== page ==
One of the most significant insights I've received by studying Scripture is the realization that our biblical writings weren't produced by immediate divine dictation. I no longer take literally those famous pictures of a dove perched on a sacred author's shoulder, whispering God's word into his ear. Scriptural inspiration is a more complicated process.

Biblical books are produced by people who spend time reflecting on how their communities live the faith they profess. Our sacred authors never write in isolation; they're not rugged individualists. They create their works in the midst of a community, a group of believers who are trying to understand the implications of their unique way of life.

Biblical writers presume the dove whispers into the ears of al the faithful. They write for inspired communities, certain their writings are correct because the theologies they develop are continually verified by their communities faith experience.


That's why Jeremiah so convincingly proclaims, "Cursed is the one who trusts in human beings, who seeks strength in flesh, whose heart turns away from Yahweh" (Jer 17: 5-8). Because of his community's experience, the prophet is just as certain of this statement as he is of the parallel one: Blessed is the one who trusts in Yahweh, whose hope is Yahweh.

Jeremiah's audience has already felt both the curse and the blessing, otherwise he wouldn't be proclaiming them.

Luke operates from the same premise when he has Jesus deliver the blessings and curses of His famous Sermon on the Plain (Lk 6:17, 20-26). These inspired words are more a reflection on past experiences than a program for future action. Luke's community already knows the implications of freely chosen poverty, hunger, sorrow and persecution. These four contradictory beatitudes only make sense because someone Luke knows has already reached life by embracing them.

When Luke's community reflects on the opposite lifestyle, it concludes that those who strive for wealth, food, happiness and honor eventually find death, not life. Such individuals deserve a big Woe!

Jesus' followers also discover something else. When they integrate His death and resurrection into their daily lives, they find they not only break through death's limits at the end of their earthly existence, they also touch a level of life right here and now which most people never reach.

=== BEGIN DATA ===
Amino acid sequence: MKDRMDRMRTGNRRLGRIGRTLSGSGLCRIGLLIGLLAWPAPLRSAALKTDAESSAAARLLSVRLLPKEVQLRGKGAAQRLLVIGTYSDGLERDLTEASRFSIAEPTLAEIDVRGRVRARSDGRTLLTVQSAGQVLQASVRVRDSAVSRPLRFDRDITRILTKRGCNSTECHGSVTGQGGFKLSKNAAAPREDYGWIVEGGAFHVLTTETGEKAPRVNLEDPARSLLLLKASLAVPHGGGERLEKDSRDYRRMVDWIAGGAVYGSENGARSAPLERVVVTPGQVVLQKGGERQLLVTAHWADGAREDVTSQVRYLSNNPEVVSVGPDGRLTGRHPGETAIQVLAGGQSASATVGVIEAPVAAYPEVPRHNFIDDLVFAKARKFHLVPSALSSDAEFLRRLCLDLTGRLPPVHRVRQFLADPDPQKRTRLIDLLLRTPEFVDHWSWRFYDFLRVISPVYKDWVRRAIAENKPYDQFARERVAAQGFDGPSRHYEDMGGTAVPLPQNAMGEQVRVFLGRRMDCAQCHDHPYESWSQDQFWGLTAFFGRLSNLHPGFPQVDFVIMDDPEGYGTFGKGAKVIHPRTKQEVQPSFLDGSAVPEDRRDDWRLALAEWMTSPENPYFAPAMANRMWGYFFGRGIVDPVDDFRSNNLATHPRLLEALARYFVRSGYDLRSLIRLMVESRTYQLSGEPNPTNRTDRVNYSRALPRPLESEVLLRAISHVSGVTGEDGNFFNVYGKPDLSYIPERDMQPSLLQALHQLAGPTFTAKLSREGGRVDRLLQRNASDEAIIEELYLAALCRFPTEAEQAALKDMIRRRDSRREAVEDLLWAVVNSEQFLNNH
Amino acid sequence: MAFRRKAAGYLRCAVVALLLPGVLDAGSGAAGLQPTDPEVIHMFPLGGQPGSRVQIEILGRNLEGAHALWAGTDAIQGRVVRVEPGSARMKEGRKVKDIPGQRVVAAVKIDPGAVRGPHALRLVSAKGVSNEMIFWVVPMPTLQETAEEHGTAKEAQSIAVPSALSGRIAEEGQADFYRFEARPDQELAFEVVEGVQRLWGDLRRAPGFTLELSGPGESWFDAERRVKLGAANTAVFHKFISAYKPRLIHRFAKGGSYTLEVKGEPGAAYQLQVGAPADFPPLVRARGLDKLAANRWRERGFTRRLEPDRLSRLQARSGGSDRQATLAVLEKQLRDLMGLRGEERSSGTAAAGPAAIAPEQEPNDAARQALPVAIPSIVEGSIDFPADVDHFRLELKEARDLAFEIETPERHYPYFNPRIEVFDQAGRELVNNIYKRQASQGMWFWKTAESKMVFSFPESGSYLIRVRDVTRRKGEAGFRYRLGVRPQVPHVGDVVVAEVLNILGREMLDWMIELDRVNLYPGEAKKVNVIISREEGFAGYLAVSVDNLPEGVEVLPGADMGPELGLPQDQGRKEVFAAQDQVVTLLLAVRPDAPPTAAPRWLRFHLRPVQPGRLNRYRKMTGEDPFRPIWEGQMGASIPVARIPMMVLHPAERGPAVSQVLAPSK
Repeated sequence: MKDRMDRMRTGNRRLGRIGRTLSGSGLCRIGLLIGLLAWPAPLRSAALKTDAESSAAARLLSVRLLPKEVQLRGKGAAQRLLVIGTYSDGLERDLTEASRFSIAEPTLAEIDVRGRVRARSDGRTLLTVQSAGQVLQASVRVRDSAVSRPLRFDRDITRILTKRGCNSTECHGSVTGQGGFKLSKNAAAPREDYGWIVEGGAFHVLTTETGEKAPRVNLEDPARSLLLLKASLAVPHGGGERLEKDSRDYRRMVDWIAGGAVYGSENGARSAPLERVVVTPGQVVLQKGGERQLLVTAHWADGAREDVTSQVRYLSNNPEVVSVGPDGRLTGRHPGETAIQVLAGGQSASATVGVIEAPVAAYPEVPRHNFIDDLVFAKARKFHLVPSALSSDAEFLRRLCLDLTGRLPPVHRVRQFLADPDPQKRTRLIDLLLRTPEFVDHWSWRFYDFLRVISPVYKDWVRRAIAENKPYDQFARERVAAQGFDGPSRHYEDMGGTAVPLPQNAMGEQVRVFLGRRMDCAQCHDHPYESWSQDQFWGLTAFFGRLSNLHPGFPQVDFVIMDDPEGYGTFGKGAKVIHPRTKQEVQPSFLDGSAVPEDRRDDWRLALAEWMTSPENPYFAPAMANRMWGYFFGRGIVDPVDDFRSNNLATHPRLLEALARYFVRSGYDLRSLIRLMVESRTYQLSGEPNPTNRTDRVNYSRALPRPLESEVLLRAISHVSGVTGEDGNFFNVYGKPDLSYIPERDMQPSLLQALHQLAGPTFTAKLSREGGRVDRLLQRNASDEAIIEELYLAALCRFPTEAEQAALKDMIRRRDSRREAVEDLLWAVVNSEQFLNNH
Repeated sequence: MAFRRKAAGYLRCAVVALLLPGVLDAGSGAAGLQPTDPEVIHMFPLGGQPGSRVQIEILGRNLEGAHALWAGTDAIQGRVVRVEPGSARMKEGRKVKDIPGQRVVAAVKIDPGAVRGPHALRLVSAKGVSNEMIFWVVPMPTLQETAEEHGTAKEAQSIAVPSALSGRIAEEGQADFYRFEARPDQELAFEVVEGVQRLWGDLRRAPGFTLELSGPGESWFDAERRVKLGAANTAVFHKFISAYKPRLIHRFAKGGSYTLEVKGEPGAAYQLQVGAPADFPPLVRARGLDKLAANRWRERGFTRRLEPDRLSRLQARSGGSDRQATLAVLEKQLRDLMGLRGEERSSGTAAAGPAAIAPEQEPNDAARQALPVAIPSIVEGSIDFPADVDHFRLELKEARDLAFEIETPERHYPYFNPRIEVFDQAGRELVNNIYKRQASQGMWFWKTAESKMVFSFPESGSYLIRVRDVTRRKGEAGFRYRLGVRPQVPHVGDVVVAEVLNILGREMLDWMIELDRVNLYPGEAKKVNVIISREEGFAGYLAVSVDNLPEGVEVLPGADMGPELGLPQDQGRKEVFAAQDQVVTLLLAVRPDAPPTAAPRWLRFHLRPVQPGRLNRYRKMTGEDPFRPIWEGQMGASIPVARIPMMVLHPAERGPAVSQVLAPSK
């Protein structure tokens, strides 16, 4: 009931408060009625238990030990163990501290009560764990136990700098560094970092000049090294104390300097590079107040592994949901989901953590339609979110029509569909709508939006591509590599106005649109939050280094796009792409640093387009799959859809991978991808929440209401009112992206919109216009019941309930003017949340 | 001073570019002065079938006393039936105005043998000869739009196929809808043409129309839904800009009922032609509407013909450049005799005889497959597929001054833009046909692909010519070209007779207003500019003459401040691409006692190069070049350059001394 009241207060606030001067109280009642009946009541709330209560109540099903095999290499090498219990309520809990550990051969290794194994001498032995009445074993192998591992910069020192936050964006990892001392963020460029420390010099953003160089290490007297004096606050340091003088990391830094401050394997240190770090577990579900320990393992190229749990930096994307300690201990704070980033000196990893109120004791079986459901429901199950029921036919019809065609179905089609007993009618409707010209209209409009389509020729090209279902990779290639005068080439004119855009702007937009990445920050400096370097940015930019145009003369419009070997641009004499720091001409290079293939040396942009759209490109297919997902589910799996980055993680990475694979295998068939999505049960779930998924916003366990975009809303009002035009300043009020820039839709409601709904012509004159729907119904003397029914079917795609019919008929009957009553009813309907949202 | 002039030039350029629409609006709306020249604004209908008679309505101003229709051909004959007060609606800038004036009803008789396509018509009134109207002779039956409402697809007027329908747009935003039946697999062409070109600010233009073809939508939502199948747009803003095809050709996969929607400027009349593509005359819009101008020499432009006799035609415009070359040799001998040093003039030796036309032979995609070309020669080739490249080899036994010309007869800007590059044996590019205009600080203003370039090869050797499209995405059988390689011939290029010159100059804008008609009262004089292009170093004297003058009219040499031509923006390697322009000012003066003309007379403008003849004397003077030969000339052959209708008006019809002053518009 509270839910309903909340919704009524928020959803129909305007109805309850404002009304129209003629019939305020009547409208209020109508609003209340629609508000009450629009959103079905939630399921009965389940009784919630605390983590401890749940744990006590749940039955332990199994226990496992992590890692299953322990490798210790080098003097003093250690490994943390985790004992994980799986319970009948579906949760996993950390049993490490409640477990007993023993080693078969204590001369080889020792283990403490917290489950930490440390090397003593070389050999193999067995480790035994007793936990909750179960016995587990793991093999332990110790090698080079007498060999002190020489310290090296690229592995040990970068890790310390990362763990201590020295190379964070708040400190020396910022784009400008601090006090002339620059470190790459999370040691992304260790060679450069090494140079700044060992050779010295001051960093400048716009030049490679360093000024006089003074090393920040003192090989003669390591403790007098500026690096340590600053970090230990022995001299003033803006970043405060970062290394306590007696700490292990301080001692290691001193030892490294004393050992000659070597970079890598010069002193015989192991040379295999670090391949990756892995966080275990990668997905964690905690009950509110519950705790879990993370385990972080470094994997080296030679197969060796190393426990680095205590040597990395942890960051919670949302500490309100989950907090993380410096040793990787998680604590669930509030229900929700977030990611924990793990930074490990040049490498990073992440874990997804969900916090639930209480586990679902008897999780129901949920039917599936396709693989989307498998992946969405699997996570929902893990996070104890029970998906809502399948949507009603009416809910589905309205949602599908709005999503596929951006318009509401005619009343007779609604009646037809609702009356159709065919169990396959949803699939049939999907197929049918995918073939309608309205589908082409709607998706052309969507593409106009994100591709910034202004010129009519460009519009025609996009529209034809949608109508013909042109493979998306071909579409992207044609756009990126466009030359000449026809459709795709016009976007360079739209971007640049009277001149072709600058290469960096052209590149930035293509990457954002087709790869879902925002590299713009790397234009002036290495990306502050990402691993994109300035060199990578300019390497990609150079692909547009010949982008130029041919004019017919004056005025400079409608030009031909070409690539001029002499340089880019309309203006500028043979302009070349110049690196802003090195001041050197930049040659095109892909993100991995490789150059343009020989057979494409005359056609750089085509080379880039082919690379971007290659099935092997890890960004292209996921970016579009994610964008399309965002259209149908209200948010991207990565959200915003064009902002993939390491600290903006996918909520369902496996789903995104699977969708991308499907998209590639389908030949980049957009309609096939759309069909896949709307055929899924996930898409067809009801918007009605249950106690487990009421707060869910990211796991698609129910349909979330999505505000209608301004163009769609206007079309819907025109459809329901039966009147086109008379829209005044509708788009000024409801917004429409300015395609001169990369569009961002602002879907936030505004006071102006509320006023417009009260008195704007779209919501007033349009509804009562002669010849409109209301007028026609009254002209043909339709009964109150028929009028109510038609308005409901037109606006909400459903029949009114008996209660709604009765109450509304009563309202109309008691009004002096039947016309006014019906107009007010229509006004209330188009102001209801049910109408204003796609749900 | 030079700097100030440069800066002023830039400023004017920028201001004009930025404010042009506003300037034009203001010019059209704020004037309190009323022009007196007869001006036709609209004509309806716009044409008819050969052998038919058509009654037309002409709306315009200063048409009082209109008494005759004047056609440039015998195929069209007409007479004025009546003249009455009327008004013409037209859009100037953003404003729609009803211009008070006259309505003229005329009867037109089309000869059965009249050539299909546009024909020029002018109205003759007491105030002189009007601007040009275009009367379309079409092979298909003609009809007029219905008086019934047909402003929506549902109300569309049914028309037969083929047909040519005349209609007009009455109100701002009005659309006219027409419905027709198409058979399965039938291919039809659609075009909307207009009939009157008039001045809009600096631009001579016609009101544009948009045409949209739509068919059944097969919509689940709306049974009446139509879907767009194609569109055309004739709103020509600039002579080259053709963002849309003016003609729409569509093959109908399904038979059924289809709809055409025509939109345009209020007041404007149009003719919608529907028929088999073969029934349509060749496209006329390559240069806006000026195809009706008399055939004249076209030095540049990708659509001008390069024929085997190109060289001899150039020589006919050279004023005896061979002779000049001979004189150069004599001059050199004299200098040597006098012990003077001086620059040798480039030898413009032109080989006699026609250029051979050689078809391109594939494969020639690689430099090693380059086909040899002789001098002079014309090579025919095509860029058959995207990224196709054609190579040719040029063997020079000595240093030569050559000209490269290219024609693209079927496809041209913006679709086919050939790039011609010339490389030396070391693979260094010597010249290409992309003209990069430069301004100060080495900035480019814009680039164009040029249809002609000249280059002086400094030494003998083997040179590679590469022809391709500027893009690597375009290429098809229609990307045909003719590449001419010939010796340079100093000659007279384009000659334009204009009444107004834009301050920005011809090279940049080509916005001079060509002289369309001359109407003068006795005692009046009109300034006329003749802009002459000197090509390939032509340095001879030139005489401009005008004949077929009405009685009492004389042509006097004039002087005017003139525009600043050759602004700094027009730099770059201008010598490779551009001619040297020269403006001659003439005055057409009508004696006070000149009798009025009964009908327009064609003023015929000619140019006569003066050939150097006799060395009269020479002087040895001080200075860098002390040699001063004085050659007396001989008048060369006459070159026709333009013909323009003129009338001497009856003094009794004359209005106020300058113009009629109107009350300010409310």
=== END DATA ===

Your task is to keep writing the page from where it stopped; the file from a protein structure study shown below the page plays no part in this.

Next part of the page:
Just as death couldn't hold Jesus, neither can this life hold His followers. Long before their physical deaths, they step into a new world, one which values the very things the other world despises.

Now and then

Yet no matter how appealing or contrary to our modern catechism faith, one must be careful not to zero in only on this life and ignore the future life with Jesus. Paul notices some in his Corinthian community are doing exactly that: restricting the life they receive from Jesus just to this world (I Cor 15: 12, 16-20). If for this life only, he writes, we have hoped in Christ, we are the most pitiable people of all.

It's interesting that the Apostle doesn't defend his belief about a future heavenly life with rational or philosophical arguments. He simply reminds his readers that Jesus' followers identify with Jesus. Working against the current of most modern apologists, Paul contends that if we dont eventually rise after our death, then the person we identify with, Jesus, never rose after His death.

The Christian and the Christ are bound together more tightly than the Corsican Brothers: What happens to one happens to the other. If theres no eternity for the Christian, neither is there an eternity for Jesus. Those who experience part of Jesus triumph today will experience all that triumph when they physically die.

Though we've rarely reflected on it, what happens to us in our everyday life is actually part of the inspiration with which God blesses God's people.